13 Short Stories To Read Online During Quarantine


Short stories make our day! Many bookworms have reached out to us sharing that even though they’re able to finally get to their TBR books, they miss buying new books.  The pandemic has put the publishing industry on hold and none of us are able to buy physical copies of books so we thought of compiling this diverse list of short stories for you that are free to read online. These stories can be consumed in no time but they will keep you thinking for long. We have included a fine selection of Indian writers to this list as well. Just click on the titles of each story below to read the full story for free.



The Bound team absolutely loves speculative fiction. We always turn to Ted Chiang for his soul-stirring and refreshing sci-fi stories! This story is available for free online on SpeedLight Magazine. If you’re looking for fresh, engaging sci-fi stories, you should read other stories in the magazine too.

“Death is uncommon, fortunately, because we are durable and fatal mishaps are rare, but it makes difficult the study of anatomy, especially since many of the accidents serious enough to cause death leave the deceased’s remains too damaged for study.”

The voice of the narrator in Chiang’s story instantly keeps you hooked to the story. He is on a mission to find a solution to a problem. Readers who enjoy protagonists who engage in problem solving will relish this story. Chiang knows how to keep the reader invested in his stories by adding relatable elements so even though he discusses concepts alien to the reader and might talk about a world different from ours, we find ourselves immersed in it. Do not miss this brilliant uplifting short story which will urge you to do whatever you can now and make the most of what you have.



This story by Deepak Unnikrishnan defies genres. He was the inaugural winner of the Restless Books Prize for New Immigrant Writing. This story is published in one of the most prestigious journals, Guernica.

“When the third roommate, privy and vital to the master plan, ran away the next morning with the suitcase and the new passport, he made it past the guard on night duty, made it on the morning bus to the airport, past the bored ticket agent at Check-In, past Security, past pat-down and a rummage through his suitcase, past using the bathroom once, twice, thrice…”

It is a very short story but it allows the reader into the world of the migrant labour in the Gulf and gives us a glimpse into lives we might have otherwise not heard or read of. Unnikrishnan’s stories explores the plight of the immigrant labour in the Gulf using elements of magical realism. You shouldn’t miss out on this fresh voice. Unnikrishnan won many accolades for his book ‘Temporary People’.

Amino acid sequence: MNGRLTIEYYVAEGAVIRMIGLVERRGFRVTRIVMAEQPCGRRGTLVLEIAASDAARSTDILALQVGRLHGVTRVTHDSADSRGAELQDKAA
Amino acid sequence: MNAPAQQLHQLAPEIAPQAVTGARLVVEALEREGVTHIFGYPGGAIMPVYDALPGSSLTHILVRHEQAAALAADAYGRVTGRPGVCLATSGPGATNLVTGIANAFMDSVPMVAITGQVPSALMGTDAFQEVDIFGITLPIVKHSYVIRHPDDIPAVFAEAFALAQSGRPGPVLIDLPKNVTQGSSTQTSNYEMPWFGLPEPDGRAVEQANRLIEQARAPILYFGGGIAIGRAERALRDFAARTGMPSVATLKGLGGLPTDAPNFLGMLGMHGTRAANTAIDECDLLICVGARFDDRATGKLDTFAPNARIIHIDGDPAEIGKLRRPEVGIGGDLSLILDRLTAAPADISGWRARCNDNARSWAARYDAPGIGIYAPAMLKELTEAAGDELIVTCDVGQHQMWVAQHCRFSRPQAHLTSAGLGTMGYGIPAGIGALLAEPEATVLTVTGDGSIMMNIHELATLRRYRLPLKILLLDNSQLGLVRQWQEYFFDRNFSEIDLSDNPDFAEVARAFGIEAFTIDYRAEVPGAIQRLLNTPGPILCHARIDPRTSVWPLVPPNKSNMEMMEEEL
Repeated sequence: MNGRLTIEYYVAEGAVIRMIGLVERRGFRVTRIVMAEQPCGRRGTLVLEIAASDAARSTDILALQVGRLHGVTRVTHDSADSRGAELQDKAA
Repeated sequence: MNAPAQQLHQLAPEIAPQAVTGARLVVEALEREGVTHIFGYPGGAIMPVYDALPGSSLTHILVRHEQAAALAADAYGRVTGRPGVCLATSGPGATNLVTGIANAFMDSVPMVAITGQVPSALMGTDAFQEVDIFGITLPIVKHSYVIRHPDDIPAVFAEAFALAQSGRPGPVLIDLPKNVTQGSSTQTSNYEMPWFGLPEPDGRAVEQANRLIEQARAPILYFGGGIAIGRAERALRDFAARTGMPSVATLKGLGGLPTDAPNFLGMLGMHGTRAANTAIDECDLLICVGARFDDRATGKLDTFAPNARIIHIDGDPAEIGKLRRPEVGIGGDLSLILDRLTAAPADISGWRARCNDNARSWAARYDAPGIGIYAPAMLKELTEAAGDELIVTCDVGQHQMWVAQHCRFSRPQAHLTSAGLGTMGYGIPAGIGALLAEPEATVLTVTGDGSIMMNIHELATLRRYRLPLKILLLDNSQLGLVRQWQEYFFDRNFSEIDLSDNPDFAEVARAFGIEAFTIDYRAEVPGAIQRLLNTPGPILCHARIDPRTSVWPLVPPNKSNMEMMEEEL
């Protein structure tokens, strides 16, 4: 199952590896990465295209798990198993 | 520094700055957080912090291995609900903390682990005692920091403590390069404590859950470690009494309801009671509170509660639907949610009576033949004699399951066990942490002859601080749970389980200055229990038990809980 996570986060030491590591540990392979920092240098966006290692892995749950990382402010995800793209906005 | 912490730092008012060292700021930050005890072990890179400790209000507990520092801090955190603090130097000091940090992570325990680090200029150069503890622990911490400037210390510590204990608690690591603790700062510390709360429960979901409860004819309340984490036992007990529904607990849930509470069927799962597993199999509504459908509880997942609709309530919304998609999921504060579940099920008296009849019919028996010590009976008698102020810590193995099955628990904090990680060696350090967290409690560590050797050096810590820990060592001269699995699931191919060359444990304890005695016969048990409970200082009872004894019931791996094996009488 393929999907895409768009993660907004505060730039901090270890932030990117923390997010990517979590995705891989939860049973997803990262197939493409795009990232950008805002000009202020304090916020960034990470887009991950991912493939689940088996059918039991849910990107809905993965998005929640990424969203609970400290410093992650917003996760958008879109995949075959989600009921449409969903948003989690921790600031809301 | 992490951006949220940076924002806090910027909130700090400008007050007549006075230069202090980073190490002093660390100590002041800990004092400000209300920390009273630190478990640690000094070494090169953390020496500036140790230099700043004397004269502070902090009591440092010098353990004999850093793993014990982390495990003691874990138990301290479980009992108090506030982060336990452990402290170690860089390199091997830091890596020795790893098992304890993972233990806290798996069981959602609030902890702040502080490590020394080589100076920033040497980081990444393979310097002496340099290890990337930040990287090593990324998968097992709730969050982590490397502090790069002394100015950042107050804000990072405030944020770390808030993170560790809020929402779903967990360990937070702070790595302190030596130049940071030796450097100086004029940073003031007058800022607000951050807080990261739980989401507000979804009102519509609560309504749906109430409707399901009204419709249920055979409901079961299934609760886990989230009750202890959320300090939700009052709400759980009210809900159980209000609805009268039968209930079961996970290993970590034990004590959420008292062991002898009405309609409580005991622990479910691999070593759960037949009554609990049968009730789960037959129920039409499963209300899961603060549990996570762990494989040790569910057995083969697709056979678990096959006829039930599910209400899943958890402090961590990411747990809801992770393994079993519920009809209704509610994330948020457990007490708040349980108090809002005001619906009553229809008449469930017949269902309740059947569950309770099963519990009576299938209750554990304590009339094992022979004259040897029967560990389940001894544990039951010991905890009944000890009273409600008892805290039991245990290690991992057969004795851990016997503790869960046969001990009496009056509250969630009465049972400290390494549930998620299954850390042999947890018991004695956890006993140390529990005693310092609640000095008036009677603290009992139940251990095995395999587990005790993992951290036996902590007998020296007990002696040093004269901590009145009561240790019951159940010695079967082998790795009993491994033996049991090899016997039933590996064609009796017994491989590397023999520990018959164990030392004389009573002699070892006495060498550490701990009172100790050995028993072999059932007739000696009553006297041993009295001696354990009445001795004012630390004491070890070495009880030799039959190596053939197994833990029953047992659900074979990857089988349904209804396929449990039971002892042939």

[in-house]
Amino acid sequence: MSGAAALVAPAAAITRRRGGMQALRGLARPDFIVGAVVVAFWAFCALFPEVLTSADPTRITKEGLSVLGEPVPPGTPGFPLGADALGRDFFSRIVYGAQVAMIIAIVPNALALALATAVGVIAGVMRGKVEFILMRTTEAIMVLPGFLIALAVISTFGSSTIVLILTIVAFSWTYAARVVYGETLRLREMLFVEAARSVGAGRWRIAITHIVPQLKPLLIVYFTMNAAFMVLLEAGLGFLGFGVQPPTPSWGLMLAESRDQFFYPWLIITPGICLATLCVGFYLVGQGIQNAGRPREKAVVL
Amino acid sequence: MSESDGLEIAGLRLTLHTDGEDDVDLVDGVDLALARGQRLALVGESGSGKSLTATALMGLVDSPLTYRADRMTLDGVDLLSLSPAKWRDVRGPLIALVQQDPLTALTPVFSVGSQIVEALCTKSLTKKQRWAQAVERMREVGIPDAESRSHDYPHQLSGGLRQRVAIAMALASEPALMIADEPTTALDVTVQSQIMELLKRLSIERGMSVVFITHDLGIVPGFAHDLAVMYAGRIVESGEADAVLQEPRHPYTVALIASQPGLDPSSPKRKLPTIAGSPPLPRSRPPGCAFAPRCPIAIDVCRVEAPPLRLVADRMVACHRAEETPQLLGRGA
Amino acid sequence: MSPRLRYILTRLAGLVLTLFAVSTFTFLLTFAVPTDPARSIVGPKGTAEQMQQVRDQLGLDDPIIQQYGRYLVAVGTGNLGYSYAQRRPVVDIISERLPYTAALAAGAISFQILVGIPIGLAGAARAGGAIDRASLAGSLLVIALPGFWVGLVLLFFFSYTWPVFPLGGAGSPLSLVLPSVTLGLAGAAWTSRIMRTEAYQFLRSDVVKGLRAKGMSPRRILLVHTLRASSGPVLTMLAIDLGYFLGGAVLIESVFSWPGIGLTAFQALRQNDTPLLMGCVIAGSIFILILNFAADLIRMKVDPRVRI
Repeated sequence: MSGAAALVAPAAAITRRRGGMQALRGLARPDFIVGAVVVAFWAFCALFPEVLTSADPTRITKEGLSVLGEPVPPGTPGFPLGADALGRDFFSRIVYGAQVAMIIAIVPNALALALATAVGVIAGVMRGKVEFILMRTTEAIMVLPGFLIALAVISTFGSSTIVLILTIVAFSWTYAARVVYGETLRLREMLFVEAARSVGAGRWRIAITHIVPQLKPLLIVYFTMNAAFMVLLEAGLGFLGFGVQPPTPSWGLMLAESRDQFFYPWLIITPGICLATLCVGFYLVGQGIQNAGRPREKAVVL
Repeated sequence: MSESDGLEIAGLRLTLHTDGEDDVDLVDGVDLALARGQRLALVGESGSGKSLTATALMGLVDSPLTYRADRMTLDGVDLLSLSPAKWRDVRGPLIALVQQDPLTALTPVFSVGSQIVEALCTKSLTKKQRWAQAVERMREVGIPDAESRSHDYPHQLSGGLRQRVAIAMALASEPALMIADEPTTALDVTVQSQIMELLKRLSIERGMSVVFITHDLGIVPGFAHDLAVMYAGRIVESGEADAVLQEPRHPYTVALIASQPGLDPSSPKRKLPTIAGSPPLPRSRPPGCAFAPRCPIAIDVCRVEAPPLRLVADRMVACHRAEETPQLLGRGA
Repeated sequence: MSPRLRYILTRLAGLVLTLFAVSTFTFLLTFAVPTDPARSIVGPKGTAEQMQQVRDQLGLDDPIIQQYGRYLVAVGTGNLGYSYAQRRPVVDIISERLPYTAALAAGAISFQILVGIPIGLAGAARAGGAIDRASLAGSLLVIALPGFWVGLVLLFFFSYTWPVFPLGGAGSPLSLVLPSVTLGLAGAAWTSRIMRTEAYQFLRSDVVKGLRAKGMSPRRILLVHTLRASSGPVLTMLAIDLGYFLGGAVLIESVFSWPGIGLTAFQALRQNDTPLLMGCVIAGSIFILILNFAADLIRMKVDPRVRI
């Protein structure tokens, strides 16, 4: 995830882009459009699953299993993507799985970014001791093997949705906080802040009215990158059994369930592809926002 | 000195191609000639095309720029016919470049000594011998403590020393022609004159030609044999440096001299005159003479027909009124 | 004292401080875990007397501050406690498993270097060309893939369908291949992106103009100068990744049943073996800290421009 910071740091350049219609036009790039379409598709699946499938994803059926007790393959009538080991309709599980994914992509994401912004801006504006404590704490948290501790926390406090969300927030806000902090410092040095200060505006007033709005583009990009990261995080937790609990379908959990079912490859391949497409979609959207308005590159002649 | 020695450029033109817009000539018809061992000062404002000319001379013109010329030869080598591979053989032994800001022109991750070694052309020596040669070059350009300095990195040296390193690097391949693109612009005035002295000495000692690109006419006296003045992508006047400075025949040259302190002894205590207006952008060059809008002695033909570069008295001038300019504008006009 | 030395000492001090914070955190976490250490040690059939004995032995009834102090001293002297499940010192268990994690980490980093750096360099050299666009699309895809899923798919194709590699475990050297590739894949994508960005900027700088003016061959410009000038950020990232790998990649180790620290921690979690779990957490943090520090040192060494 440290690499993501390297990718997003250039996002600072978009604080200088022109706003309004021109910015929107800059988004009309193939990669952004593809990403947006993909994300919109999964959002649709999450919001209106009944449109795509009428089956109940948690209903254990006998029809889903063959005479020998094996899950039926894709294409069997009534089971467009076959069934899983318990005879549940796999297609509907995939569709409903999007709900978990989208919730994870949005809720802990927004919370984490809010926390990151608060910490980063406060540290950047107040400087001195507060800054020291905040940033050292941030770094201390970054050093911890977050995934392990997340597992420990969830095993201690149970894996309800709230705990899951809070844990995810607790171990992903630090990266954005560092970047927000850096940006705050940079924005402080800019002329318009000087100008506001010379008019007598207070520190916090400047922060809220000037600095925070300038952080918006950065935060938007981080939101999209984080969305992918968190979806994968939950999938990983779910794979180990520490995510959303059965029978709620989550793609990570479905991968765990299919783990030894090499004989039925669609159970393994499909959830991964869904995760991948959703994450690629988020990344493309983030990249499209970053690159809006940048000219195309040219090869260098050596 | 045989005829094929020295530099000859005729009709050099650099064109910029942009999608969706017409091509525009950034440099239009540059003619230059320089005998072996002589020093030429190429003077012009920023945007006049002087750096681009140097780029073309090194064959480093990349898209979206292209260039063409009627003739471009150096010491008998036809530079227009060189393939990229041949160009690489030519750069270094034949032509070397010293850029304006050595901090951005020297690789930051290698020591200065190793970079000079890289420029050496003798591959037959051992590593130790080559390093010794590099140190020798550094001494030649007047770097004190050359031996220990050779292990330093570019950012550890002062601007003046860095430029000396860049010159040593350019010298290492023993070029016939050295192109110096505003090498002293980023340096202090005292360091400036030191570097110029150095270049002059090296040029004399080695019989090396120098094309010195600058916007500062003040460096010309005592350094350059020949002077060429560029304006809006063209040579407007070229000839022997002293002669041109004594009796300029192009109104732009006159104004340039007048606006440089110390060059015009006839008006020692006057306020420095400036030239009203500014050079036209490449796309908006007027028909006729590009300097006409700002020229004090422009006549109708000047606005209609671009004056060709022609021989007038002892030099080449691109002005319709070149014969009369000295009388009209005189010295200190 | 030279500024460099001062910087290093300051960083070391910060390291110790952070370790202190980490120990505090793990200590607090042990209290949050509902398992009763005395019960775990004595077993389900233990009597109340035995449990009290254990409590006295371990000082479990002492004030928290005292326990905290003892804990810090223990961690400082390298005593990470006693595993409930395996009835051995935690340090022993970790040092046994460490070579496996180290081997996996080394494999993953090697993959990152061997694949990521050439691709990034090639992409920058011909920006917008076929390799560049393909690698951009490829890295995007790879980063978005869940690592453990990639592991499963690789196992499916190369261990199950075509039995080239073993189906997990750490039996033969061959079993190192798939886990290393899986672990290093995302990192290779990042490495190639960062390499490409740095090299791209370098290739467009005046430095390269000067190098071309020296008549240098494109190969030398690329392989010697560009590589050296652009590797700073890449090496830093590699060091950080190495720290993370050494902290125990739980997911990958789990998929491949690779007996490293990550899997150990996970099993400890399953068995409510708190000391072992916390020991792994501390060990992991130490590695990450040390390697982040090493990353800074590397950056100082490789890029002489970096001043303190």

Tanuj Solanki won the Sahitya Academy Award for his short story collection. His book ‘The Machine is Learning’ is out now. This short story is published in one of the renowned short story magazines in India called ‘Out of Print’. The Bound team loved this short story for its style and engaging plot.

“The most important thing, he told her, was if she was convinced that unsettling their current lives was worth the trouble, and that after the trouble was over their life together would be better than what they had right now. “

It is a pastiche of Alan Rossi’s ‘The Problem At Hand’ which is published in AGNI, a prestigious journal. The lizard has a major role to play in this story and we liked how the author has weaved the plot around it. The title promised ‘an issue’. Why not read the story to find out what the issue is?



The literature world would have missed out on a lot had it not been for Adichie’s rich stories. You should check out her TED talk ‘The Danger of the Single Story’ if you haven’t already.

“The most important thing, he told her, was if she was convinced that unsettling their current lives was worth the trouble, and that after the trouble was over their life together would be better than what they had right now.”

Adichie is one of those storytellers whose stories make you look at the world differently. Olikoye is a story within a story and makes us introspect about existence. It tells a lot in a few words.



Many writers feel pressured into writing novels to get noticed. Munro did it without writing one. She won the Nobel for her short stories. This story is published in The New Yorker, the Holy Grail of literary fiction. We enjoyed this short story for its exploration of identity and interesting narrator.

“The most important thing, he told her, was if she was convinced that unsettling their current lives was worth the trouble, and that after the trouble was over their life together would be better than what they had right now.”

It made us think of what defines us? The narrator in this story is born with a birthmark on his face and how does it affect him? We love Munro’s finesse at addressing difficult topics. You should read this story if you are willing to be immersed in an intense well-told story.



The Lottery is one of those stories that shook us. You can’t unread this story. If you’re looking for your world to be shaken, then do read this. Jackson was a very talented horror fiction writer. This story keeps you hooked until the end and ends with a punch to your gut.

“Soon the men began to gather, surveying their own children, speaking of planting and rain, tractors and taxes. They stood together, away from the pile of stones in the corner, and their jokes were quiet and they smiled rather than laughed.”

While the plot is shocking and almost unbelievable it is also quite relatable. It addresses the evils of society and makes you think about a lot of things like blind faith, customs, herd mentality and more.